Twitter just made it even harder to believe what you read on the internet

The troll meme merges with the Twitter logo
(Image credit: Future)

Twitter has pulled out of an EU voluntary Code of Practice that was designed to help prevent the spread of misinformation.

While Twitter is yet to confirm the move, the EU's internal market commissioner shared the news in a tweet. However, this doesn't absolve Twitter of its responsibilities, Thierry Breton confirmed in the same tweet.

"But obligations remain. You can run but you can’t hide," Breton said, adding that fighting disinformation will be a legal requirement as of August 25, 2023.

'Our teams will be ready for enforcement'

In what was surely a shot across the bow of Twitter and owner Elon Musk, Breton also said that the EU's "teams will be ready for enforcement."

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The BBC notes that dozens of companies voluntarily signed up for the code including some big names like Meta and Google. It was first launched in June of 2022 with the aim of preventing the spread of fake news and promoting transparency.

Neither of those things appears to be on the agenda at Twitter. The BBC reminds us that Twitter once had a team dedicated to dealing with disinformation. But with workers either having resigned or laid off, it isn't clear where Twitter stands in terms of its will or ability to ensure fake news doesn't spread across its social network like wildfire.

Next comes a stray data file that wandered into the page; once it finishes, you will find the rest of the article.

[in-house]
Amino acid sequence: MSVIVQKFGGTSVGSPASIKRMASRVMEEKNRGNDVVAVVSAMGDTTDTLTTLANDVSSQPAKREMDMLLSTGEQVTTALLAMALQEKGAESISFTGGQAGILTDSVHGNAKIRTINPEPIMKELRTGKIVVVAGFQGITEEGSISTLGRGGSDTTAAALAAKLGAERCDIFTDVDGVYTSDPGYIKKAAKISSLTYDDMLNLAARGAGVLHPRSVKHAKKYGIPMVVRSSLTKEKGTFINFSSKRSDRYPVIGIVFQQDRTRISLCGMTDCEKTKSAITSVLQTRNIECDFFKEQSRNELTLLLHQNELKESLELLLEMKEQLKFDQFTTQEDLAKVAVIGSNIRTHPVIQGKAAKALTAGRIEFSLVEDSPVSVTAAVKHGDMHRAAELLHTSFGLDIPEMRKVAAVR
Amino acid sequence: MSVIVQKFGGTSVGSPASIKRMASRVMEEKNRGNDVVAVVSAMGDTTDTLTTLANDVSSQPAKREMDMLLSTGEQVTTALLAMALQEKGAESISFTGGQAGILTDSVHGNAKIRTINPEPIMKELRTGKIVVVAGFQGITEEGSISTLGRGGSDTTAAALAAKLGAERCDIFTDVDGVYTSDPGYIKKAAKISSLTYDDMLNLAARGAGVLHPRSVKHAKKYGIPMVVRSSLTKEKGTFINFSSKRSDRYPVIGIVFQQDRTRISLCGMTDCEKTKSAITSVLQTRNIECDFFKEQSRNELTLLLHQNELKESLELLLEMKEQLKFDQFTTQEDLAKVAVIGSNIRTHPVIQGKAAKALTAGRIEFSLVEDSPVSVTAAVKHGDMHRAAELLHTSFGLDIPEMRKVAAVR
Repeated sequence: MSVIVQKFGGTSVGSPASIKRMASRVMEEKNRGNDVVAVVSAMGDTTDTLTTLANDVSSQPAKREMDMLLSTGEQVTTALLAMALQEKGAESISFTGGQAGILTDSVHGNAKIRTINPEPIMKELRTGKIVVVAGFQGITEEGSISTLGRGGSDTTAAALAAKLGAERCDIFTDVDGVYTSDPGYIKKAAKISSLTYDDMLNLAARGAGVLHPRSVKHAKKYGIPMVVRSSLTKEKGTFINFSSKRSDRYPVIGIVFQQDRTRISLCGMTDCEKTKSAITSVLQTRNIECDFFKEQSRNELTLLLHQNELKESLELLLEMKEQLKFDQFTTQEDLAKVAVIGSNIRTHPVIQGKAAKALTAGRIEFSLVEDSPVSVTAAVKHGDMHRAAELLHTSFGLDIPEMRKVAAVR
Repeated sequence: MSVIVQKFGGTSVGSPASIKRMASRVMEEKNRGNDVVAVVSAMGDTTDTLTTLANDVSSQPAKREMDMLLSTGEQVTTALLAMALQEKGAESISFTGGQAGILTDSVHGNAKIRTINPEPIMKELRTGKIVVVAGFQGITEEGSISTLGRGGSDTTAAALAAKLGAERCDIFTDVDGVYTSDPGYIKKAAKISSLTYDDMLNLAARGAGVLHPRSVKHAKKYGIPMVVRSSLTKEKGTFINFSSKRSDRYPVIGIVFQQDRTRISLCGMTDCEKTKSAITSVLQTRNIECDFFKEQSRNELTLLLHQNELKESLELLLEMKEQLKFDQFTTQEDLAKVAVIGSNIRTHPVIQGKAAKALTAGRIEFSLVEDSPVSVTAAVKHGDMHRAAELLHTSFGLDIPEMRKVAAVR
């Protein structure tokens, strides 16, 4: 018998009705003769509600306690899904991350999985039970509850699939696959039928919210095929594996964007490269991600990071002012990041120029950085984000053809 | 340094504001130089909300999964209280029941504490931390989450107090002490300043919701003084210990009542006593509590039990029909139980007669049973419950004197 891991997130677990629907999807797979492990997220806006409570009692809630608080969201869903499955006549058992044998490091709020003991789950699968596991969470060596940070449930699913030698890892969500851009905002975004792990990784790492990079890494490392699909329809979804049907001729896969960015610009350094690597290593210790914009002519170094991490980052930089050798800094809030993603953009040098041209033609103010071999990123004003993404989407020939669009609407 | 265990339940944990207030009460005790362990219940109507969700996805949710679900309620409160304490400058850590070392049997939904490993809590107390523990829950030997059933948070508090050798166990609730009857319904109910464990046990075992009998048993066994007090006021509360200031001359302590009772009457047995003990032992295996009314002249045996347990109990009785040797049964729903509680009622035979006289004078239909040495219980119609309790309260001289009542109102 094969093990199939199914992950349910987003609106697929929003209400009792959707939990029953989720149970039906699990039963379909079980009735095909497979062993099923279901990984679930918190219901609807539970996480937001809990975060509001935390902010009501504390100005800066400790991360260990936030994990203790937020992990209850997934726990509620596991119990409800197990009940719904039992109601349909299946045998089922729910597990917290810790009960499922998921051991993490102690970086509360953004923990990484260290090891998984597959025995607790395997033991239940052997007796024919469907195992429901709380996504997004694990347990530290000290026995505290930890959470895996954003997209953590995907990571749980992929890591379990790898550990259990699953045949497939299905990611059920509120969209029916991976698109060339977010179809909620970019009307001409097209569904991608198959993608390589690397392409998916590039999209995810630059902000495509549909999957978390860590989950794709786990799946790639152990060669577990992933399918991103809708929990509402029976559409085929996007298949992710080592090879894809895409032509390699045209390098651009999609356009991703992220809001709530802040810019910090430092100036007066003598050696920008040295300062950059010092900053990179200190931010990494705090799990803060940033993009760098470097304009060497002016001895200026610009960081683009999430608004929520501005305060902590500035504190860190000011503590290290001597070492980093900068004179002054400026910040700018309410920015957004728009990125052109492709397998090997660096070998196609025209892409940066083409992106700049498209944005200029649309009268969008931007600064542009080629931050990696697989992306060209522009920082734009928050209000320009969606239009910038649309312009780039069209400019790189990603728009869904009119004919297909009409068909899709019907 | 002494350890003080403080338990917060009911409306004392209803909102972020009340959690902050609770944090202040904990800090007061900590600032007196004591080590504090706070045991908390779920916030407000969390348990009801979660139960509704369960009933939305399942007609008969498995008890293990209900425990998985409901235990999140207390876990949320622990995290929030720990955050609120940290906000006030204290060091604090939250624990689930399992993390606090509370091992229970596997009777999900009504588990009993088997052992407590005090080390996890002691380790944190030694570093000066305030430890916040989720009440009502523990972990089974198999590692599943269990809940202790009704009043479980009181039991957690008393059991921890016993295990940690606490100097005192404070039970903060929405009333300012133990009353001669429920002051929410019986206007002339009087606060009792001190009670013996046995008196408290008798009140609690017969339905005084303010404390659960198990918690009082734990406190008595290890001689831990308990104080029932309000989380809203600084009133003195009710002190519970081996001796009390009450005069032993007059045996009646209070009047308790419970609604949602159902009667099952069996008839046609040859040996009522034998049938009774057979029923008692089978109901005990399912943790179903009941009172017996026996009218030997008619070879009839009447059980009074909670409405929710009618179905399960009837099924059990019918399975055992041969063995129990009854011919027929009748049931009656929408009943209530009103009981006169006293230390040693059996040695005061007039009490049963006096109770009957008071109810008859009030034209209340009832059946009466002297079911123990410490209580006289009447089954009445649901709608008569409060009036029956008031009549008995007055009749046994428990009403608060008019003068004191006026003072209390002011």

However, it might not have a choice. The Digital Services Act will come into effect on August 25, making it a legal requirement for companies with more than 45 million monthly active users to comply with laws surrounding misinformation.

"The law will mean Twitter will have to have a mechanism for users to flag illegal content, act upon notifications 'expeditiously' and put in measures to address the spread of disinformation," the BBC adds.

It remains to be seen what Twitter will actually do when faced with the EU's requirements.

Oliver Haslam

Oliver Haslam has written about Apple and the wider technology business for more than a decade with bylines on How-To Geek, PC Mag, iDownloadBlog, and many more. He has also been published in print for Macworld, including cover stories. At iMore, Oliver is involved in daily news coverage and, not being short of opinions, has been known to 'explain' those thoughts in more detail, too.

Having grown up using PCs and spending far too much money on graphics card and flashy RAM, Oliver switched to the Mac with a G5 iMac and hasn't looked back. Since then he's seen the growth of the smartphone world, backed by iPhone, and new product categories come and go. Current expertise includes iOS, macOS, streaming services, and pretty much anything that has a battery or plugs into a wall. Oliver also covers mobile gaming for iMore, with Apple Arcade a particular focus. He's been gaming since the Atari 2600 days and still struggles to comprehend the fact he can play console quality titles on his pocket computer.